This year we are studying chemistry in our science co-op. I decided to make science fun and yummy with a candy atoms lab. One of the many science activities for middle school we completed.
Our first class together was all about the periodic table, elements, and atoms. To help the kids firmly grasp these concepts, we completed a variety of activities. We started by making our own periodic table (so they could see for themselves how it’s designed) and ended by learning how to show electrons in electron configuration notation.
I’m excited to be teaching this subject to our middle school kids because there are a ton of ways to bring it to life through interactive lessons.
Understand the Periodic Table by Building Atoms with Candy
One of our favorite exercises was building atoms with M&Ms. Of course, the kids loved it because it involved candy, but it also gave them a chance to really dive into the periodic table. I was amazed at how much they learned while working through this exercise. They figured out how to use the table to determine the number of shells an atom has, as well as the placement of the electrons.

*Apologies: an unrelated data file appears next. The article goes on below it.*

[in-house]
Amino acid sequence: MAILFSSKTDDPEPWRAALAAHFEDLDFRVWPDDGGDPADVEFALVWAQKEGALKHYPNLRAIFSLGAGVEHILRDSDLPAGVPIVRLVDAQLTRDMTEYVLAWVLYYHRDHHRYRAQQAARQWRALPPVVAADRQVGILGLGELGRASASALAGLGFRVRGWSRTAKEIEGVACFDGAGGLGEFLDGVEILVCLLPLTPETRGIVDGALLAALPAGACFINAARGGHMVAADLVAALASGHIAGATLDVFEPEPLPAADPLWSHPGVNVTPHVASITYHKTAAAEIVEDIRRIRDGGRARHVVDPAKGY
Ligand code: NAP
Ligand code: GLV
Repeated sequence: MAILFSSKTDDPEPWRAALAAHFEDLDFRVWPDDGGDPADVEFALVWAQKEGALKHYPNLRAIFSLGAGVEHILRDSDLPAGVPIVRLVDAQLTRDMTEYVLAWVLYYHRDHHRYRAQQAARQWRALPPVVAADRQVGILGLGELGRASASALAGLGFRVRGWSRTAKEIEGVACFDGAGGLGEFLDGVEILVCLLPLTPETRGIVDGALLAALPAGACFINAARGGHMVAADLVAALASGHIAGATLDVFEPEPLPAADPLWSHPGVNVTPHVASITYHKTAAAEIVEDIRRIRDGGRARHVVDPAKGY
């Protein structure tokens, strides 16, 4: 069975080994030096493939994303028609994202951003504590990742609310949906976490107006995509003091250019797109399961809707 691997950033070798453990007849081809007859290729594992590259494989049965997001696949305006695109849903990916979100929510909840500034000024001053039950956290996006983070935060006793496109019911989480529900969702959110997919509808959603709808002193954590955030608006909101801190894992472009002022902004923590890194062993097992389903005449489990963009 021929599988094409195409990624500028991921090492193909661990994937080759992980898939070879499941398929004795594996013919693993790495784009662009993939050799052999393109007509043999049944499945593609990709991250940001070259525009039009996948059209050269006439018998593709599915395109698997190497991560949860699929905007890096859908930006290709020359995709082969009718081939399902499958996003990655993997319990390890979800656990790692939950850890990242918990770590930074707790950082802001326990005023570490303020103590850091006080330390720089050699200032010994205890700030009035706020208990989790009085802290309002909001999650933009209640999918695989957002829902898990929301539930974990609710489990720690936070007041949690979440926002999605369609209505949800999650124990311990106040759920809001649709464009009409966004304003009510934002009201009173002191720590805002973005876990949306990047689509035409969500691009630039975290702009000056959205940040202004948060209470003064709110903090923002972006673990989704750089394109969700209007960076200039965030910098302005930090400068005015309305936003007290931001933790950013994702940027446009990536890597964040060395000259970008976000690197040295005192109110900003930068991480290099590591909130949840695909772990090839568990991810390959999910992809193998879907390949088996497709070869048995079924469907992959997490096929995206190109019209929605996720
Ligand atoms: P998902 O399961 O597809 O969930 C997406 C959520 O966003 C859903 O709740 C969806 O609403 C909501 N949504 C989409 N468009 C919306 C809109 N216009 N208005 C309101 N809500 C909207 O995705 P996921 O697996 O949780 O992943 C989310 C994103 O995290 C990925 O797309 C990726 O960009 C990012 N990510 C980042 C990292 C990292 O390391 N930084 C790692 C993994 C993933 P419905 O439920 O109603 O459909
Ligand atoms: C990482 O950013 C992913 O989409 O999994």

Want to build your own candy atom?
- A printed copy of Building an Atom with Candy.
- Access to the periodic table for reference.
- Small round candy divided by color (M&Ms or Skittles work well)
- Pens or pencils to fill out the Electron Worksheet (part of Building an Atom with Candy).
- Pair children up or have them work independently. Each group or student will need a printed copy of Building an Atom with Candy.
- Have them begin by choosing some elements they want to create from the included list. Our students were in groups and they each chose four elements to begin.
- Students should fill out an Electron Worksheet for each atom they build, using the periodic table for reference.
- Give each child or group the Candy Atom Model and three colors of candy. Referring to the periodic table, they should put the electrons (candy) into the correct shells, building a stable atom. For example, Carbon has two electrons in its first shell (K) and four electrons in its second shell (L).
Write out the answers before you begin so you can quickly check everyone’s work. Some atoms are tricky to build.
There are times when there is enough room for all of the electrons in a shell, but you have to move out one to fill the S sub-shell. Why? Again it’s back to the periodic table. Look for what row the element is in to see how many shells you have to fill.
Remind the students that all sub-shells must be filled with one electron before you can pair them up with a second one. No more than two electrons to a room. If they have three, they must go to the next shell.
Don’t forget to download your copy of Building an Atom with Candy.
MORE MIDDLE SCHOOL CHEMISTRY EXPERIMENTS
- Perform some density experiments with your tweens.
- Learn about acids and bases with this fun chemistry experiment you can easily do at home.
- Do some middle school chemical reaction experiments.
Have you studied chemistry yet? What did you do to make learning the periodic table fun?